In July, the Stop The War Coalition held a Zoom meeting in which its invited speakers blamed war on “Imperialism”. Topically but not surprisingly the British role in the trans-Atlantic slave trade had more than a little to do with it, and listeners were treated to a clown from the African Diaspora explaining how if it hadn’t been for the slave trade, Africa would be leading the world in technology, art, and everything else.
No, it isn’t true that Imperialism (of any sort) is the major cause of war. Wars have been fought throughout history for all manner of reasons, including religion, but the main cause of war traditionally was the struggle for resources, and later, an equal or even greater cause was the struggle for markets. Libertarians have a saying “When goods don’t cross borders, soldiers will”, or if you prefer the purported original: “Lorsque les marchandises ne traversent pas les frontières, les soldats le feront.”
The struggle for resources is easy to understand; these are usually natural resources such as minerals or land, but what about the struggle for markets? The theory of trade is that by specialising in what they produce best, nations can increase their output of goods (and services), swap them equitably, and everybody benefits by the increased output, even allowing for transport and other costs.
There is though a rather obvious paradox here, and that is that while nations are always able to trade profitably with each other, there is always a shortage of purchasing power in the home market. Every nation has its homeless, its poor, and ordinary working people who would like to buy the goods industry produces, but can’t due to this shortage. This is what the Duke of Bedford called the phenomenon of poverty amidst plenty.
Even more annoying is the fact that nations seem always to be able to afford to fight foreign wars and engage in other overseas ventures while their lower classes eke out a living as best they can, or even have to rely on charity.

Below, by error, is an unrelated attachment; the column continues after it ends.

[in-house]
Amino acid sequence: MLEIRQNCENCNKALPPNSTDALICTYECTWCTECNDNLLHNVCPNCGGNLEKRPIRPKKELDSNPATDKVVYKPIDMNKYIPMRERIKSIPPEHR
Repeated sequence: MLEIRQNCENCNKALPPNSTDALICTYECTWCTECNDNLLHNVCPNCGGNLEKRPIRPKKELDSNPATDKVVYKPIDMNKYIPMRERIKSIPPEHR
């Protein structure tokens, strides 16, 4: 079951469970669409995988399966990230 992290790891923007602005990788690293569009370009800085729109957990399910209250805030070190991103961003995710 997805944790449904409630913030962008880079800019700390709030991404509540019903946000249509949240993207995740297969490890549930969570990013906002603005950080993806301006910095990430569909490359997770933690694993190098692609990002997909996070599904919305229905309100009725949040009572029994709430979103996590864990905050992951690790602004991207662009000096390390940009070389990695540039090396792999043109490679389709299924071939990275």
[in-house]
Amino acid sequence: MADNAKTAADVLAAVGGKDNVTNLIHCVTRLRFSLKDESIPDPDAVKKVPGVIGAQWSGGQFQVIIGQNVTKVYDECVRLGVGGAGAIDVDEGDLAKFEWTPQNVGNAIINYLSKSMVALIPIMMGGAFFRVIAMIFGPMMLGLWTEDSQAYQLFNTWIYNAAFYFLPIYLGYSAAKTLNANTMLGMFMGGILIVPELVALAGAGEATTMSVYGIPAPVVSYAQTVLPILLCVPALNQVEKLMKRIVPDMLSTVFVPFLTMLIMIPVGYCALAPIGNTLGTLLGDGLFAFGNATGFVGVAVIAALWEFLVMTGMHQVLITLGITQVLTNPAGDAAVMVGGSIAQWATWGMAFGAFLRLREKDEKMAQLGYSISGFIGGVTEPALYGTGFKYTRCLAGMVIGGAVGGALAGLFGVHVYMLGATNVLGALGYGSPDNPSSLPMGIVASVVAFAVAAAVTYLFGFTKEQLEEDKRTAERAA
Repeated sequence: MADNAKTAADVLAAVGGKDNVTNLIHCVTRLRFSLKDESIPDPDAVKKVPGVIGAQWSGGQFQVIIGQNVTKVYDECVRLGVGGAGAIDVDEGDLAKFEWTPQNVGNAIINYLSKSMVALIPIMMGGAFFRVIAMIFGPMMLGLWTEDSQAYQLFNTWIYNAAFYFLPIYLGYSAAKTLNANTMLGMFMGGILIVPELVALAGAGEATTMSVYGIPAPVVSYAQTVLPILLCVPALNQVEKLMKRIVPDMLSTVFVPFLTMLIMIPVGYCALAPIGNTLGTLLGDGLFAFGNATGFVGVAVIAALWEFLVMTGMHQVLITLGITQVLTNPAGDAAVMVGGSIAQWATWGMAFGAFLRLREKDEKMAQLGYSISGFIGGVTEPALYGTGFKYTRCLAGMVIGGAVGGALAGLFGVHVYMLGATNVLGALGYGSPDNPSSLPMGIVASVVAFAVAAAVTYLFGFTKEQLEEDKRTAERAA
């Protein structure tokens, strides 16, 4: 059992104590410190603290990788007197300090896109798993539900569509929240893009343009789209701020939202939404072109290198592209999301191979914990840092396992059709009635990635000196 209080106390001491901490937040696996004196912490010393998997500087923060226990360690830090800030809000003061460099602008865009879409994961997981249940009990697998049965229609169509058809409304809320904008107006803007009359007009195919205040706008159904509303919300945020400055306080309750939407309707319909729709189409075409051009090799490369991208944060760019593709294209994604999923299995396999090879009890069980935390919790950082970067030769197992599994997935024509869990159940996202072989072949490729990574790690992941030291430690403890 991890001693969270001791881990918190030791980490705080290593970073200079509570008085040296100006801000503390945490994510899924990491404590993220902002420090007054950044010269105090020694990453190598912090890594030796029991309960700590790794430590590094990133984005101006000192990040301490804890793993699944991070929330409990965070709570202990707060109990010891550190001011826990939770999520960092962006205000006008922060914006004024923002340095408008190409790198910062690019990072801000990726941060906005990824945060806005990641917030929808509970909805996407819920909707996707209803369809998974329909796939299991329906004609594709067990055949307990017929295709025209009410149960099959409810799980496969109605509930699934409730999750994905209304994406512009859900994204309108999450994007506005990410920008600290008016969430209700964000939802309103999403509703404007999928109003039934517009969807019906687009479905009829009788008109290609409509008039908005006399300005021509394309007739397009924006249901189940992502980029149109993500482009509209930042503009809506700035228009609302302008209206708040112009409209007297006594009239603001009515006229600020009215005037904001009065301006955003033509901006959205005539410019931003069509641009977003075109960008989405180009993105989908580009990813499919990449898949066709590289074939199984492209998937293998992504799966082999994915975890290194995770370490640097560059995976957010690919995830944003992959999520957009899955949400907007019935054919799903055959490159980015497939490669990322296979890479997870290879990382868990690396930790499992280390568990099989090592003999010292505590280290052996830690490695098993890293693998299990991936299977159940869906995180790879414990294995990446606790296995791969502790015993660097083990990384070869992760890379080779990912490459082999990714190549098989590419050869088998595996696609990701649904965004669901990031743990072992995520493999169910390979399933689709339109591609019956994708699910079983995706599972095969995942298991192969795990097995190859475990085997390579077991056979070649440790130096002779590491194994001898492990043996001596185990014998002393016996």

Some incredibly erudite people have failed to see the paradox of poverty amidst plenty. In Tragedy & Hope…, his magnum opus, Carroll Quigley – a major influence on Bill Clinton – writes, at page 363 “The interest of the United States in removing the restrictions on world trade was to be found in the fact that she had productive capacity beyond that necessary to satisfy articulate domestic demand in almost every field of economic activity. As a result she had to export or find her hands full of surplus goods.”
And again, at page 499, referring to Britain throughout the Nineteenth Century: “Savings were so plentiful that the surplus had to be exported, and interest rates fell steadily.”
In the first quote, how is domestic demand satisfied when there is still homelessness and poverty at home? In the second, why did the “surplus” of savings have to be exported?
In this 1934 broadcast, Major Douglas (pictured), the founding father of Social Credit, explains the concept of war. Although he doesn’t use the word usury, he also points out that the monopoly of credit by the banking system leads inevitably to a perpetual shortage. Think about it, if as he points out, 90% of all money is created out of thin air by the banks, and loaned (ie sold) into circulation at interest, the loan can never be totally repaid. Individual borrowers, including corporations and governments, may be able to repay their loans, but someone must default.
The export of goods and services brings in foreign capital, but not every nation can be a net exporter of goods. This competition often results in war. Douglas also gives the solution to this problem, a national dividend – the UBI advocated by Andrew Yang among others. The national dividend is issued debt-free to all citizens as a right. This increase in domestic purchasing power enables companies to sell their goods without excessive reliance on foreign markets.
Neither Black Lives Matter nor ANTIFA nor any other so-called radical group has shown the slightest interest in this positive solution to national and eventually world poverty. Indeed, they and similar “radicals” will attack every institution under the Sun, including the US Government, every institution except the banks. The reason for that should be obvious, but as long as they continue to think in racial or class terms, they cannot even begin to conceive of the answer.
The statements, views and opinions expressed in this column are solely those of the author and do not necessarily represent those of The Duran.